There was probably a time in my life when I thought that I could fit my life into a box. That who I was could be defined by 5 walls and lid. So often as children we are taught to categorise our lives. By our hair colour, our eye colour or our cultural backgrounds. How we feel about things into likes and dislikes. We read things which advocate learning styles, pigeonholing our lives in this way.
But there are a few problems with using boxes. Whenever I try to pack up actual boxes filled with physical things there are usually one or two things which just won’t fit in the box no matter how hard I try, so why should trying to pack abstract things into a metaphorical box work? And boxes are usually associated with being all the same, and I have found very few people who I share a vast similarity of my interests with. My over-flowing box of stuff is pretty unique and I’m always surprised when something in my box matches with something in someone else’s. Usually boxes are seen as quite bland. When I found this picture I knew it was close to perfect. Boxes in different shapes and each one with a brightly coloured and with a unique design.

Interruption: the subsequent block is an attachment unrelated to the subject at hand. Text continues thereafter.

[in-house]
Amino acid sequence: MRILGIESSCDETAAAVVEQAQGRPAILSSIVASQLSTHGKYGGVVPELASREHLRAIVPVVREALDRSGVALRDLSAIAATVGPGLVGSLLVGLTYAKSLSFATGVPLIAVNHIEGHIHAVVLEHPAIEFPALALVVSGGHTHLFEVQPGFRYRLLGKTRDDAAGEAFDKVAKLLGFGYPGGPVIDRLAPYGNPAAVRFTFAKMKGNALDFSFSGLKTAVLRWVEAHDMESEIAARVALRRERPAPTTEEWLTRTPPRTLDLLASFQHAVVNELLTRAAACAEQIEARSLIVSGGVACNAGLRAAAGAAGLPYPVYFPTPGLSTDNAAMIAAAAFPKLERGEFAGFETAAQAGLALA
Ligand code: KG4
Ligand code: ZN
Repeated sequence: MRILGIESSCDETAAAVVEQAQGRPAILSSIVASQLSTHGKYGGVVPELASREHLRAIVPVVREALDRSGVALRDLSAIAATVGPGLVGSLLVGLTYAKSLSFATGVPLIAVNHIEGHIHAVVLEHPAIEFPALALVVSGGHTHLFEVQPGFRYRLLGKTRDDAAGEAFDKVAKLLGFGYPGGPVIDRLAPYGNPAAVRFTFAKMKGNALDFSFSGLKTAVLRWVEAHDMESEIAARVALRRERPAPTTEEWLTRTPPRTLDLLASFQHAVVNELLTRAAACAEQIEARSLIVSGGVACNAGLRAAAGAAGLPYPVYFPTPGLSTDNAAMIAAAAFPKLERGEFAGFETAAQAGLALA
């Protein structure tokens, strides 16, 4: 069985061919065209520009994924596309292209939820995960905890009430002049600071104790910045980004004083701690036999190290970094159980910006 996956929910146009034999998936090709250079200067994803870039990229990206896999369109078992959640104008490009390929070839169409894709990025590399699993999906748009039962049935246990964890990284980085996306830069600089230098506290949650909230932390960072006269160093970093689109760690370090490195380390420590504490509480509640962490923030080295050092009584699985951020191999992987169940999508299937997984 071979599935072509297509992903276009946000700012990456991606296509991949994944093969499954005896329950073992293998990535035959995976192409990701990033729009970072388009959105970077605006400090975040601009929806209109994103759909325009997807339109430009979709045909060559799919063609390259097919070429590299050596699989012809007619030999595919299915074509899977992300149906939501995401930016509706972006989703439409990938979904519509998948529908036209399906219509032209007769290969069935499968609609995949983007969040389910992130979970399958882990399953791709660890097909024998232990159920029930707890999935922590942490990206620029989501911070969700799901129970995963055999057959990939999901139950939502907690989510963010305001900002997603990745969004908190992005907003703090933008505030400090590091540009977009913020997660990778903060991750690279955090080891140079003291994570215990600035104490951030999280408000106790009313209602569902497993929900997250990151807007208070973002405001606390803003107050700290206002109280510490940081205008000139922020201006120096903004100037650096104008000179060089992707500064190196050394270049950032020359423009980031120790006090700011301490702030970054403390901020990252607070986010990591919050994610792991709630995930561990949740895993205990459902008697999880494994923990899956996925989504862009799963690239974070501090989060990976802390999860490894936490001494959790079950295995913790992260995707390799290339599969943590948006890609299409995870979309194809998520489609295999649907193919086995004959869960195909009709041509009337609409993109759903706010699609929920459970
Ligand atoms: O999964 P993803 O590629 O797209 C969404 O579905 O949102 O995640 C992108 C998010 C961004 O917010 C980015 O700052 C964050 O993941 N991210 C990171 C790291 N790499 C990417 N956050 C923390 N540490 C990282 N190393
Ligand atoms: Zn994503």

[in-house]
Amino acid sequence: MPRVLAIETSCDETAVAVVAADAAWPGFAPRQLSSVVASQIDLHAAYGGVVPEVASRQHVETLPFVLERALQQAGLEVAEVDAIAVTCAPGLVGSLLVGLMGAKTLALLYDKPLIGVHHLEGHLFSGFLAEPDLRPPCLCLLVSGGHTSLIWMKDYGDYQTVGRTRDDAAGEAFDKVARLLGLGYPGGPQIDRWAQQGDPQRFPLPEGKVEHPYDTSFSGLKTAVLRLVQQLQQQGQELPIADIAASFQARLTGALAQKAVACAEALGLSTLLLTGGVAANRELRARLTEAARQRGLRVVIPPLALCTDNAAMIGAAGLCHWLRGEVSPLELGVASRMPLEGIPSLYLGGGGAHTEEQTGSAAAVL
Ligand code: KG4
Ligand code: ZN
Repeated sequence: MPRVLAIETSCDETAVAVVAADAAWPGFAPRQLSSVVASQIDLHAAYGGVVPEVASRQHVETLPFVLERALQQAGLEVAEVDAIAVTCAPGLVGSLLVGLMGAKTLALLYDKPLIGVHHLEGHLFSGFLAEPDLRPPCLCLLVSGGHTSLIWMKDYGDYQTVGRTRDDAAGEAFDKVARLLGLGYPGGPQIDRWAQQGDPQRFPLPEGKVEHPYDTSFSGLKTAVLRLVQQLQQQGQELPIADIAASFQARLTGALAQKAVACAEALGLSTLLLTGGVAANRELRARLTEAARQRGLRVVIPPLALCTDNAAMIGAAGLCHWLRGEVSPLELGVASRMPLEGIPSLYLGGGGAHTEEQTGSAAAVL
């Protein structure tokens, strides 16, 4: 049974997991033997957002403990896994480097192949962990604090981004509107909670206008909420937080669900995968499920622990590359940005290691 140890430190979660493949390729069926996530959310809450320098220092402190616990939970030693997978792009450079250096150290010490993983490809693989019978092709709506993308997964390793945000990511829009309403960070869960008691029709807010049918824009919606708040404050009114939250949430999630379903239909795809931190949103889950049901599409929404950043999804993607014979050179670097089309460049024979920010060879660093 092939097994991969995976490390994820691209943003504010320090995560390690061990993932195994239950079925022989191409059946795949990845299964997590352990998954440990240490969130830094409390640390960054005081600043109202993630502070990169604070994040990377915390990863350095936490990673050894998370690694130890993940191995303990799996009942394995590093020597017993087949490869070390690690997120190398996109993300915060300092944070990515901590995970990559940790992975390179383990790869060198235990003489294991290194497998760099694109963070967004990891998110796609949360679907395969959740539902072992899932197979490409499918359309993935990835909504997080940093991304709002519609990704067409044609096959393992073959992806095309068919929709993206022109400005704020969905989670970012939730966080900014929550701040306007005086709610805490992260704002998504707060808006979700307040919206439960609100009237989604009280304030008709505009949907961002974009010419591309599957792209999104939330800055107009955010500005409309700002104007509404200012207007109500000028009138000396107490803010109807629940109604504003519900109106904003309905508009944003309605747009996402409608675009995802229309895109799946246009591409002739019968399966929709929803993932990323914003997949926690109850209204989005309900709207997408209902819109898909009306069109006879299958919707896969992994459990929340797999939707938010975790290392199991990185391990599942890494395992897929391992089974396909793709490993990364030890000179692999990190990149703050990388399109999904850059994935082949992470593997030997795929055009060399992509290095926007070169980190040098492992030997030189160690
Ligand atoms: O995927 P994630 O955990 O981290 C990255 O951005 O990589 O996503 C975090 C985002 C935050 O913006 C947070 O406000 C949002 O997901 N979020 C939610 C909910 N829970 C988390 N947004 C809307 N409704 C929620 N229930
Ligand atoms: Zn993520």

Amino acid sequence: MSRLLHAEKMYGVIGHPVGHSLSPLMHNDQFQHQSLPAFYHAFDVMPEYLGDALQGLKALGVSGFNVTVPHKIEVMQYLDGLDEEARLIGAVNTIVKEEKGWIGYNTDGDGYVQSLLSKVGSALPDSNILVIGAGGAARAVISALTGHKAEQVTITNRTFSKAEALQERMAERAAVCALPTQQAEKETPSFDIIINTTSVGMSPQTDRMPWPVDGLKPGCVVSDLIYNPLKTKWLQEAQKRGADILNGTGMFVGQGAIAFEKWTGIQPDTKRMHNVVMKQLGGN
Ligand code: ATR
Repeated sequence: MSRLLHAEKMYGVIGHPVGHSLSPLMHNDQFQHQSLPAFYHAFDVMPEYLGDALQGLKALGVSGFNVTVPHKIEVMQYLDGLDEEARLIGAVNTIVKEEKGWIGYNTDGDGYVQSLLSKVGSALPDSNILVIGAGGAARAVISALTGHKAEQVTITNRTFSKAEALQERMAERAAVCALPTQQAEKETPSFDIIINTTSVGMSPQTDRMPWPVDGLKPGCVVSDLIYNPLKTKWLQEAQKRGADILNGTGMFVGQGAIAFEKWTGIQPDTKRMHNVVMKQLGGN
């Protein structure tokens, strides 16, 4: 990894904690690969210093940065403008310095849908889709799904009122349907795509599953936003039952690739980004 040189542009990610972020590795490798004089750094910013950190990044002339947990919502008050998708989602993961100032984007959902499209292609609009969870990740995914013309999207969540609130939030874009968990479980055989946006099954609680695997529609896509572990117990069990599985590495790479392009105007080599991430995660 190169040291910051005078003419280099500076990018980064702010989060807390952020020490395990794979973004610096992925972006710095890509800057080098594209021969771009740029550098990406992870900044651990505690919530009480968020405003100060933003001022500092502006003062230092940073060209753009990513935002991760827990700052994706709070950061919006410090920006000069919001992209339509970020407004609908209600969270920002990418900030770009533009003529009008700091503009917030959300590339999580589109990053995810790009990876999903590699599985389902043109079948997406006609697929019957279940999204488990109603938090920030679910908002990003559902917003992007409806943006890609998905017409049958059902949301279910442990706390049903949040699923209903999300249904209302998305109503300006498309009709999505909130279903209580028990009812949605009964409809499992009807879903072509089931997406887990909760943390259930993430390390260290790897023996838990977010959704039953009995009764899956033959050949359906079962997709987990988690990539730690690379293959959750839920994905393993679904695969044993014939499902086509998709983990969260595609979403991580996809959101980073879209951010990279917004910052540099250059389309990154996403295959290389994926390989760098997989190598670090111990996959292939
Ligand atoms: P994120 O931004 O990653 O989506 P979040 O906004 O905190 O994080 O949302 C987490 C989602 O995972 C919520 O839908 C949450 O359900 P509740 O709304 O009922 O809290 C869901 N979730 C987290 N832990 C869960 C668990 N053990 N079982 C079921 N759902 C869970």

I know my life doesn’t fit perfectly into a box and I’m learning that I’m unique in this world and that’s okay. I might not always be able to find someone who perfectly understands me, but I’ll find someone with whom our boxes share a little in common.
Life doesn’t fit into a box, or if we try it fits into many different boxes or creates an overflowing mess, because life isn’t perfect. Our boxes bear the scars of the life we have lived. We’ve carried them around with us and tried to stuff in more than would fit. A bend here, a watermark there, something stuck to the lid. My process of fitting my life into boxes is realising that it doesn’t fit well and then going about life not worrying that my box mightn’t be that neat, pristine or organised. But it is my life that I have to live so I’ve built my own unique box which fits my life and no one else’s.